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Despite warning about rising mortgage payments, the report generally had a more optimistic outlook than the one published last year. At that time, financial markets were fragile after the collapse of Silicon Valley Bank in the U.S., the emergency takeover of Swiss bank Credit Suisse and the near meltdown of British pension funds.

That said, the central bank is becoming more concerned about certain corners of the financial system. Canadian hedge funds and pension funds have added considerable amounts of leverage over the past year. And the prices of riskier assets such as stocks and corporate bonds look overstretched and susceptible to a correction, especially if there’s a change in market expectations about the path of interest rates.

The report says the office real estate market is under pressure with office vacancies rising in major cities. That includes Toronto, the country’s financial capital, where the vacancy rate is nearing 20 per cent.

Small to medium-sized banks had the highest exposure to the commercial real estate sector with their loans accounting for 20 per cent of their portfolio, according to the report. For large banks, commercial real estate loans made up 10 per cent of their portfolio.

As a whole, the banking sector is in fairly good shape to handle potential losses, the report says. Canada’s large banks have sizeable liquidity and capital buffers, and they’ve built loan-loss provisions, which provide a buffer if borrowers default.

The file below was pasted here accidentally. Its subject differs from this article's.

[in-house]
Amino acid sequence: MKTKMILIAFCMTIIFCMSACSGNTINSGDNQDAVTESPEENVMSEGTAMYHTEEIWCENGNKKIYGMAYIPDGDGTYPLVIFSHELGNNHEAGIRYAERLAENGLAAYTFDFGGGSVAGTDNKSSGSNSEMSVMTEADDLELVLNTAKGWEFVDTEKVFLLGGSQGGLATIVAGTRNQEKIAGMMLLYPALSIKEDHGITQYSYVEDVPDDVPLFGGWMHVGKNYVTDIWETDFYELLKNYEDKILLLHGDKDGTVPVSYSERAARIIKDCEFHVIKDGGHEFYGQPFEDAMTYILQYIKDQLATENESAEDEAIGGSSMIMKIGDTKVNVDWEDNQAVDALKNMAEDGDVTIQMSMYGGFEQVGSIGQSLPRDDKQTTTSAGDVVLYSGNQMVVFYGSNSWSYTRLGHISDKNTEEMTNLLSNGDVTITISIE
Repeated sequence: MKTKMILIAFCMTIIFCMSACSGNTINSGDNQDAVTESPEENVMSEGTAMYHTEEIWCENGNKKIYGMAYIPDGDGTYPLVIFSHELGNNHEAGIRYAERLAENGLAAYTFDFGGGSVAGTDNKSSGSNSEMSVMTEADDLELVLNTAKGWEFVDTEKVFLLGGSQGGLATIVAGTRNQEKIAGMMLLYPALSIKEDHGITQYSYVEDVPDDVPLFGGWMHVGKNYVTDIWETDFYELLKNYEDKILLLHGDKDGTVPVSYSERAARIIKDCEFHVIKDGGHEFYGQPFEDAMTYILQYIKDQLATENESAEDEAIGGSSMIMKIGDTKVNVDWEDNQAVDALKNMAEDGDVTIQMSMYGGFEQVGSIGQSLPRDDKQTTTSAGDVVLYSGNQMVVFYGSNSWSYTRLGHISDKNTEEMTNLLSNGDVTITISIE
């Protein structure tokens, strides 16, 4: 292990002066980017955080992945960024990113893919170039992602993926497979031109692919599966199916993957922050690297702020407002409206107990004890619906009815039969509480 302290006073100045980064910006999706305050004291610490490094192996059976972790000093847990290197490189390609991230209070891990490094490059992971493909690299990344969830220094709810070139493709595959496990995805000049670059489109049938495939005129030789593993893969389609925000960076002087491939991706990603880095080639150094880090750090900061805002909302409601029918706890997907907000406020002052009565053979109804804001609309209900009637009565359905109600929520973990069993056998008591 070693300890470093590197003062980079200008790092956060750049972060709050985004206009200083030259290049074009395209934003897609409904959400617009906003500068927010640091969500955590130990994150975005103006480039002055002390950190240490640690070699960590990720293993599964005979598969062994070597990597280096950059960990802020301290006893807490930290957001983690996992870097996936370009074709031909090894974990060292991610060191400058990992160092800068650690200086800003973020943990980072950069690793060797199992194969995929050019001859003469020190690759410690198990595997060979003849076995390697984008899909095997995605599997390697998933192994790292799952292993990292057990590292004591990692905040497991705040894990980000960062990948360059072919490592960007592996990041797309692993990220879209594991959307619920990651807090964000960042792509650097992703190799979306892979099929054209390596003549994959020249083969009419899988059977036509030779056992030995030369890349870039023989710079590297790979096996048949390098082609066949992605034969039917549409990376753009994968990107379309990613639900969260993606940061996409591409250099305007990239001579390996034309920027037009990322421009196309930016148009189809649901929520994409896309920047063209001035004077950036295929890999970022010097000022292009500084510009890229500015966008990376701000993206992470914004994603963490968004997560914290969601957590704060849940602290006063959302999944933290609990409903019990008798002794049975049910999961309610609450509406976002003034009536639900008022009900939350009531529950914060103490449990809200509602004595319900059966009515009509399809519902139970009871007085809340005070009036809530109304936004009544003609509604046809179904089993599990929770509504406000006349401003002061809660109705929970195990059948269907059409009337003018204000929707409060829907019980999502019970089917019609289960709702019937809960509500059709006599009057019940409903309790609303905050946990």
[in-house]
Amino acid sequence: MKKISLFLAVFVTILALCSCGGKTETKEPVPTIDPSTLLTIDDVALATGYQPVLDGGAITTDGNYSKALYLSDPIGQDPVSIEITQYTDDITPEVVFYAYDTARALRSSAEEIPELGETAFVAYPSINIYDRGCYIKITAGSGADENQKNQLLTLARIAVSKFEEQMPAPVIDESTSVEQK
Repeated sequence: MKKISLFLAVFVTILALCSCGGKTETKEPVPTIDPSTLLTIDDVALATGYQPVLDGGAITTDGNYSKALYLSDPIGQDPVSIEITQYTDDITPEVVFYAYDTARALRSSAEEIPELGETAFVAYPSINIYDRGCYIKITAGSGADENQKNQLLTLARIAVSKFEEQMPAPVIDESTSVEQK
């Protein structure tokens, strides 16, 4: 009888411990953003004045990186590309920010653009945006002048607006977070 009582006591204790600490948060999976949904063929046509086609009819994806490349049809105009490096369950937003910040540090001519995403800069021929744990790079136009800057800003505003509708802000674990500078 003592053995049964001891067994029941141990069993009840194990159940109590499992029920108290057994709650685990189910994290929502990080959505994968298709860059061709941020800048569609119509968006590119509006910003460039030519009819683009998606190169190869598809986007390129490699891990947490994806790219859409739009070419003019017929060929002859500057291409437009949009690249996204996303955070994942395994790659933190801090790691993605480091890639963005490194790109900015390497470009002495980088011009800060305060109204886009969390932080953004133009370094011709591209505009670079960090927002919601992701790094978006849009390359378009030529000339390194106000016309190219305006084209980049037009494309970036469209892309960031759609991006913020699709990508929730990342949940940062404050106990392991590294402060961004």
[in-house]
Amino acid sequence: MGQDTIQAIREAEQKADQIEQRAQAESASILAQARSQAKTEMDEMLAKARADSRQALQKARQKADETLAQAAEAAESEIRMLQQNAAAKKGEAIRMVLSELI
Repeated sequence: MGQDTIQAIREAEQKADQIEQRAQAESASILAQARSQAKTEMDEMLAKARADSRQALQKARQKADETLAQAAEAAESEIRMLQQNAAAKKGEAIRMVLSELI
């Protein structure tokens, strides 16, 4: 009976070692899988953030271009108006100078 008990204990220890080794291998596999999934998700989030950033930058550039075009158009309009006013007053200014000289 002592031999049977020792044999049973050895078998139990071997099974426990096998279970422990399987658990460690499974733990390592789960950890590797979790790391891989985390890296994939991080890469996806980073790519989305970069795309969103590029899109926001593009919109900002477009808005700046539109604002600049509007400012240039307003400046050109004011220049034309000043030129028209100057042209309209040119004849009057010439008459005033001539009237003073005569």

The report did note, however, that smaller banks are in a tougher spot. Some of them specialize in lending to higher-risk clients and tend to issue shorter-term mortgages. That means more of their loan portfolios have rolled over at higher interest rates already, and the share of mortgages in arrears is greater for these institutions.

A similar divide appears to exist between smaller and larger non-financial businesses. The report says large companies are handling their debt fairly well. In contrast, small business insolvencies have risen sharply over the past year. This is likely the result of both higher borrowing costs and an end of pandemic-era government support programs, the report says.

The report did flag one area of mounting concern within the financial system: Asset managers, such as pension funds and hedge funds, are taking on significantly more leverage for certain trading strategies. Most of this borrowing is happening in repo markets, where financial institutions borrow money on a short-term basis against high-quality collateral.

Canadian asset managers have increased their repo borrowing by 30 per cent over the past year, with hedge funds up 75 per cent and pension funds up 14 per cent. This is mostly to conduct a “cash-futures basis trade,” where investors use a mix of short and long-positions to profit from price discrepancies in the bond market.

This increase in leverage exposes investors to a sudden shift in bond prices, which could occur if there’s a change in expectations about the path of interest rates. This could spark a fire sale for bonds that would reverberate through the rest of the financial system.

“Leverage is usually there to amplify profits, but it works the other way around too. It amplifies losses, it amplifies volatility,” said Carolyn Rogers, the Bank of Canada’s senior deputy governor.